RISE IN METAL EXPORTS
THE INDIAN METAL STORY NOW HAS A GLOBAL CHAPTER
In August, at Wacken Open Air in Germany, one of the world’s biggest heavy music festivals, New Delhi’s folk metal band Bloodywood had thousands of Europeans singing metal-ised versions of ‘Ari Ari’ and ‘Tunak Tunak Tun’, along with their own hard-hitting compositions, peppered with doses of rap. These songs have been a part of the band’s YouTube success story, with over 125,000 subscribers since 2015. Bloodywood is among 11 India-based metal bands touring the world in 2019, a new record.
Before Bloodywood, Mumbai’s extreme metallers, Demonic Resurrection (DR), and Bengaluru’s oldschool metal act Kryptos had paved
the way for bands to reach the big market of Europe, regardless of the style of metal. Both DR and Kryptos debuted in Europe in 2010.
DR’s frontman and founder Sahil Makhija aka The Demonstealer says, “We mailed thousands of agents and got no reply, so we knew how difficult it was to book a tour.” The association with Norway came through a cultural exchange, set up by New Delhi’s Amit Saigal, owner of the publication Rock Street Journal. Over the next few years, metal bands like Undying Inc., Blind Image, Zygnema, Skyharbor and more trekked overseas, proving that you didn’t need to be playing flutes or tablas to interest an audience abroad. It helped that the bands had funds of their own, but it was also about being smart. “It’s not actually profitable, you make it profitable,” says Makhija.
Mumbai’s death metal act Gutslit have just returned from their third consecutive international tour in a year, performing in Europe and Asia. Founder member and bassist Gurdip Singh Narang says the most important thing to get agents and tour promoters interested is the music. “If they like your music, they’ll work with you,” he says. Gutslit’s ‘Brutal Sardar’ artwork features a skull with a turban, but the bassist says, “The Indian card is there to draw a crowd to your set, but how are you going to make them stay and bring them back for the next show?”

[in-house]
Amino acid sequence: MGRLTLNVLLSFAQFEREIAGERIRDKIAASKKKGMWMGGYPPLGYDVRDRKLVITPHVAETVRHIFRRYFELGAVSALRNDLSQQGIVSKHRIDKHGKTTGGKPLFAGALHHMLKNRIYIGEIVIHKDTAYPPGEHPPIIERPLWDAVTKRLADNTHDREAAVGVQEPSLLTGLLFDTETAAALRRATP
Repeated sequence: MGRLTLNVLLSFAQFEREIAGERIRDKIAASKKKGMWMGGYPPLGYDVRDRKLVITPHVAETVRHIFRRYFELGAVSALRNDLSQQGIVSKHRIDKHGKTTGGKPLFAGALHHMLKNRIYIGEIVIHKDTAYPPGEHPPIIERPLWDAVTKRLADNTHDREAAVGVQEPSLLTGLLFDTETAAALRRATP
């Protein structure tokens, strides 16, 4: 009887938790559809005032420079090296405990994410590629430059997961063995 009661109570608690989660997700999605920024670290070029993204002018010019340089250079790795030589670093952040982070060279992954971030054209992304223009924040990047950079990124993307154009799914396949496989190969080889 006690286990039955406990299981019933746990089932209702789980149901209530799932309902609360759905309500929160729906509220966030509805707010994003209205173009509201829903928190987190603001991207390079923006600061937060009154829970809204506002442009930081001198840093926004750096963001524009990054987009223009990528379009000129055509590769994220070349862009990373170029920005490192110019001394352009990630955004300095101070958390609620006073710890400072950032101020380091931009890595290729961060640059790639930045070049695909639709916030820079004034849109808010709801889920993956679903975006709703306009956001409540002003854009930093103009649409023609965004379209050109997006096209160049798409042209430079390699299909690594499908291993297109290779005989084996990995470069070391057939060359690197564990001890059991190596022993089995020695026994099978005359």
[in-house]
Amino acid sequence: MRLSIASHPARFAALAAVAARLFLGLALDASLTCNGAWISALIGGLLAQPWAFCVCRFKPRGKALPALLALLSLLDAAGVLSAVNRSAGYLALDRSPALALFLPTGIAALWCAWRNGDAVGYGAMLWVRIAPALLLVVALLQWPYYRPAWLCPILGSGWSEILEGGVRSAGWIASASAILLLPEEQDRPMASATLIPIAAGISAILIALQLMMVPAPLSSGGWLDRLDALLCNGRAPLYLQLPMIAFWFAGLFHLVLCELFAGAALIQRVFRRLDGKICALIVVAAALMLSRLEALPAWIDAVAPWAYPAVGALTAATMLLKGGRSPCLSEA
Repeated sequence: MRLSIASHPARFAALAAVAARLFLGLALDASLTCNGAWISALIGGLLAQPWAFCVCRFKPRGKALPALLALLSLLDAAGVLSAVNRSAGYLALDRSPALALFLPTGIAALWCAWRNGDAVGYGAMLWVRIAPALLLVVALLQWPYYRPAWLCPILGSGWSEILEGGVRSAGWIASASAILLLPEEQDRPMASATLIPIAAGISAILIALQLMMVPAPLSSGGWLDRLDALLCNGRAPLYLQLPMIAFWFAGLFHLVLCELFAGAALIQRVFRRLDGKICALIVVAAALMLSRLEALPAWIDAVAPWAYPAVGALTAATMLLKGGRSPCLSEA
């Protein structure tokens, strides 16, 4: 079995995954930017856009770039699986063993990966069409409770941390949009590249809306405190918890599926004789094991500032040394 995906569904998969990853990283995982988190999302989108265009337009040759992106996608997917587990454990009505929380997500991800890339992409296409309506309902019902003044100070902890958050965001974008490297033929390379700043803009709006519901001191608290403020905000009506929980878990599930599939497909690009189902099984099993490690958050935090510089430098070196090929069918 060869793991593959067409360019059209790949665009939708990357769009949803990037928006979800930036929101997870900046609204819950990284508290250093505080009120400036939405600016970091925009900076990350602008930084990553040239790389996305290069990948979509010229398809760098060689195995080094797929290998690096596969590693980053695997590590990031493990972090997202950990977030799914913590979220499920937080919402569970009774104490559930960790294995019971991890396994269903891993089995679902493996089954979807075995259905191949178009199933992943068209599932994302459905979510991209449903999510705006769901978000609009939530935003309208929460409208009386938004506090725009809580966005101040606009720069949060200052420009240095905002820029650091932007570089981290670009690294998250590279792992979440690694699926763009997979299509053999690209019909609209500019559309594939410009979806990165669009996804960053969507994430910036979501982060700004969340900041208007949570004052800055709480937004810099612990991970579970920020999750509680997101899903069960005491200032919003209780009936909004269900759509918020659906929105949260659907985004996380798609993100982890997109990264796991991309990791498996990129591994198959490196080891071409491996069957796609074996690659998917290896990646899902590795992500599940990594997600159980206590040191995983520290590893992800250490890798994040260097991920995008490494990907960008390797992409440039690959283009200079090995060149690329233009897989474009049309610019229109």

Bands like thrash metallers Amorphia from Kerala (who toured Japan in April) and Visakhapatnam’s heavy metal band Against Evil (currently touring Europe) feel metal has always had a bigger audience abroad. Against Evil’s guitarist Shasank Venkat says interest from labels to distribute their 2018 debut album All Hail the King worked in their favour. The record was distributed in Brazil, Germany and Switzerland, which led to a crowdfunded campaign for their Europe debut via a closed Facebook group called Heavy Metal Fans. “They called it #ProjectCurry, because I guess that’s the first thing that comes to their minds when they think of India,” says Shasank with a laugh. But unlike most bands heading to Europe, Against Evil let their label head at Doc Gator Records take charge of informally setting them up with venues and festivals across Germany, Belgium, Austria and Switzerland. “Usually, you hire a touring agency to do the job for you and they take a cut. There’s no money involved in this, they’re doing it out of passion,” Shasank says.
DR kickstarted a nine-city UK tour in August, Hyderabad’s deaththrash act Godless will head to Europe in September and Skyharbor, popular for their modern progressive metal sound in Europe, the US and Australia, will return to North America. The real goal, if you take Kryptos’s example, is to have everything ready to go each summer, especially for merchandise sales, which account for major revenue. Austria-based Madhav Ravindranath, Kryptos’s tour manager since 2014, says: “We do a full-blown merchandise plan before every tour and even sell locally in Europe via Bandcamp to ensure the brand is always accessible to fans […] All the guys have to do is to get on stage and play their music.” ■